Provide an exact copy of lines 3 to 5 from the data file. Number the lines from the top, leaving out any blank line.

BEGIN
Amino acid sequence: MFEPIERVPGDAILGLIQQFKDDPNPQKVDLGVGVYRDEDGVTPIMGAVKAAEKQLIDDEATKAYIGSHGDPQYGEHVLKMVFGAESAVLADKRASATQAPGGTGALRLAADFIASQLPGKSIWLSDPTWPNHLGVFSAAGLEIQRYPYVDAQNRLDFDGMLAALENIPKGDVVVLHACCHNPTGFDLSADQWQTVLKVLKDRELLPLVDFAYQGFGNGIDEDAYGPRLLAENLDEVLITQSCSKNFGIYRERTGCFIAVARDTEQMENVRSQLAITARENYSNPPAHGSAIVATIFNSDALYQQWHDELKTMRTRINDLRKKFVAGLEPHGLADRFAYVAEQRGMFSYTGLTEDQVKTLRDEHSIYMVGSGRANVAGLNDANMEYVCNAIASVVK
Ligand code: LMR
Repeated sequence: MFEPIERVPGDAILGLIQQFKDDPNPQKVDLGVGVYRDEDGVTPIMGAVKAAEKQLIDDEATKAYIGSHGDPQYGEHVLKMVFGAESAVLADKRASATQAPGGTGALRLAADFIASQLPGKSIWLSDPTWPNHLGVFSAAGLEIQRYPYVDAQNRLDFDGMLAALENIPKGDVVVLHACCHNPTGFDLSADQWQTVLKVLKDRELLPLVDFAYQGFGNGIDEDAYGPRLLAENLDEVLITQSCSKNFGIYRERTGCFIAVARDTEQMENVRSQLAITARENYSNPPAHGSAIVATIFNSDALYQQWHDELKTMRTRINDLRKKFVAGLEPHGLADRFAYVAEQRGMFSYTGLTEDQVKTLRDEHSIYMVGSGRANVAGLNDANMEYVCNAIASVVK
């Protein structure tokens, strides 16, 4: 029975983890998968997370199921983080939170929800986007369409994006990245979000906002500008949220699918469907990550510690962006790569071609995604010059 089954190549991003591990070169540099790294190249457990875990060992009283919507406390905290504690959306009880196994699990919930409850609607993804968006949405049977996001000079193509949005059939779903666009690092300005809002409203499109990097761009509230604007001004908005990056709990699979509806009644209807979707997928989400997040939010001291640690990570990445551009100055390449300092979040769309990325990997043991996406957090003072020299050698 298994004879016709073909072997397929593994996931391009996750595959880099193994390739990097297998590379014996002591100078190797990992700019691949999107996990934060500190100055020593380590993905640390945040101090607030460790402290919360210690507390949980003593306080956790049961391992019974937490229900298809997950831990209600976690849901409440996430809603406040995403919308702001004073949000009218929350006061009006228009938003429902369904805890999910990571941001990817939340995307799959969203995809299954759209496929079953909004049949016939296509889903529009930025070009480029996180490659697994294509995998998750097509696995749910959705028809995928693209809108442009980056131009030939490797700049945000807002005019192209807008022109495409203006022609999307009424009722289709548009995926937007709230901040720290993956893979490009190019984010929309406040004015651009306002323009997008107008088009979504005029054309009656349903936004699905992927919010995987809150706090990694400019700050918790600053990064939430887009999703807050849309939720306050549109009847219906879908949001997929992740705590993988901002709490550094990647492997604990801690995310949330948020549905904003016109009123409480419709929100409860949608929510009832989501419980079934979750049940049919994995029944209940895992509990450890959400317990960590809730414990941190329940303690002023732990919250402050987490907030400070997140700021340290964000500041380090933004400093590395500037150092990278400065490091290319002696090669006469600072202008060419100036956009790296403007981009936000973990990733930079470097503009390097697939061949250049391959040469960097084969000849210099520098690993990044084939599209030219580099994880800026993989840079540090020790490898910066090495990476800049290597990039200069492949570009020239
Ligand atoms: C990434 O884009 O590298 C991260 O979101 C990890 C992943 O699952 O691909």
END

Repeated sequence: MFEPIERVPGDAILGLIQQFKDDPNPQKVDLGVGVYRDEDGVTPIMGAVKAAEKQLIDDEATKAYIGSHGDPQYGEHVLKMVFGAESAVLADKRASATQAPGGTGALRLAADFIASQLPGKSIWLSDPTWPNHLGVFSAAGLEIQRYPYVDAQNRLDFDGMLAALENIPKGDVVVLHACCHNPTGFDLSADQWQTVLKVLKDRELLPLVDFAYQGFGNGIDEDAYGPRLLAENLDEVLITQSCSKNFGIYRERTGCFIAVARDTEQMENVRSQLAITARENYSNPPAHGSAIVATIFNSDALYQQWHDELKTMRTRINDLRKKFVAGLEPHGLADRFAYVAEQRGMFSYTGLTEDQVKTLRDEHSIYMVGSGRANVAGLNDANMEYVCNAIASVVK
């Protein structure tokens, strides 16, 4: 029975983890998968997370199921983080939170929800986007369409994006990245979000906002500008949220699918469907990550510690962006790569071609995604010059 089954190549991003591990070169540099790294190249457990875990060992009283919507406390905290504690959306009880196994699990919930409850609607993804968006949405049977996001000079193509949005059939779903666009690092300005809002409203499109990097761009509230604007001004908005990056709990699979509806009644209807979707997928989400997040939010001291640690990570990445551009100055390449300092979040769309990325990997043991996406957090003072020299050698 298994004879016709073909072997397929593994996931391009996750595959880099193994390739990097297998590379014996002591100078190797990992700019691949999107996990934060500190100055020593380590993905640390945040101090607030460790402290919360210690507390949980003593306080956790049961391992019974937490229900298809997950831990209600976690849901409440996430809603406040995403919308702001004073949000009218929350006061009006228009938003429902369904805890999910990571941001990817939340995307799959969203995809299954759209496929079953909004049949016939296509889903529009930025070009480029996180490659697994294509995998998750097509696995749910959705028809995928693209809108442009980056131009030939490797700049945000807002005019192209807008022109495409203006022609999307009424009722289709548009995926937007709230901040720290993956893979490009190019984010929309406040004015651009306002323009997008107008088009979504005029054309009656349903936004699905992927919010995987809150706090990694400019700050918790600053990064939430887009999703807050849309939720306050549109009847219906879908949001997929992740705590993988901002709490550094990647492997604990801690995310949330948020549905904003016109009123409480419709929100409860949608929510009832989501419980079934979750049940049919994995029944209940895992509990450890959400317990960590809730414990941190329940303690002023732990919250402050987490907030400070997140700021340290964000500041380090933004400093590395500037150092990278400065490091290319002696090669006469600072202008060419100036956009790296403007981009936000973990990733930079470097503009390097697939061949250049391959040469960097084969000849210099520098690993990044084939599209030219580099994880800026993989840079540090020790490898910066090495990476800049290597990039200069492949570009020239
Ligand atoms: C990434 O884009 O590298 C991260 O979101 C990890 C992943 O699952 O691909």